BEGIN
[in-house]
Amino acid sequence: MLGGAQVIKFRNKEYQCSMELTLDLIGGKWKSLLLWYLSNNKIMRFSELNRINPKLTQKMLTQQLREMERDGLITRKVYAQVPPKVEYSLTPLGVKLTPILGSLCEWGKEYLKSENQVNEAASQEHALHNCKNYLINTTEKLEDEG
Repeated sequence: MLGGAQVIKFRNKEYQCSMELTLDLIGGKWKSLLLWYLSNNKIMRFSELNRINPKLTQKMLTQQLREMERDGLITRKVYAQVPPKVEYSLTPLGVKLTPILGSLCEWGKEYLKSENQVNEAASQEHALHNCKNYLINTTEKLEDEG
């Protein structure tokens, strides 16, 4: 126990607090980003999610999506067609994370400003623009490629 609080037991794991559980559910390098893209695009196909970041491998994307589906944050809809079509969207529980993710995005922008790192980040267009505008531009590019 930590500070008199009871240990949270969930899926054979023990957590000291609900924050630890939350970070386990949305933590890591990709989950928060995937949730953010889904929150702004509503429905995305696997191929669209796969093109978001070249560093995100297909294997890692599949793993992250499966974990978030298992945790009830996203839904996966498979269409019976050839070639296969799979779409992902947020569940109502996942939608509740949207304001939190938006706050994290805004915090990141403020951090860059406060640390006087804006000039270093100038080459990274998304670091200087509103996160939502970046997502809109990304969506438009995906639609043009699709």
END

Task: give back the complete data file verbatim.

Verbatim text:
[in-house]
Amino acid sequence: MLGGAQVIKFRNKEYQCSMELTLDLIGGKWKSLLLWYLSNNKIMRFSELNRINPKLTQKMLTQQLREMERDGLITRKVYAQVPPKVEYSLTPLGVKLTPILGSLCEWGKEYLKSENQVNEAASQEHALHNCKNYLINTTEKLEDEG
Repeated sequence: MLGGAQVIKFRNKEYQCSMELTLDLIGGKWKSLLLWYLSNNKIMRFSELNRINPKLTQKMLTQQLREMERDGLITRKVYAQVPPKVEYSLTPLGVKLTPILGSLCEWGKEYLKSENQVNEAASQEHALHNCKNYLINTTEKLEDEG
């Protein structure tokens, strides 16, 4: 126990607090980003999610999506067609994370400003623009490629 609080037991794991559980559910390098893209695009196909970041491998994307589906944050809809079509969207529980993710995005922008790192980040267009505008531009590019 930590500070008199009871240990949270969930899926054979023990957590000291609900924050630890939350970070386990949305933590890591990709989950928060995937949730953010889904929150702004509503429905995305696997191929669209796969093109978001070249560093995100297909294997890692599949793993992250499966974990978030298992945790009830996203839904996966498979269409019976050839070639296969799979779409992902947020569940109502996942939608509740949207304001939190938006706050994290805004915090990141403020951090860059406060640390006087804006000039270093100038080459990274998304670091200087509103996160939502970046997502809109990304969506438009995906639609043009699709």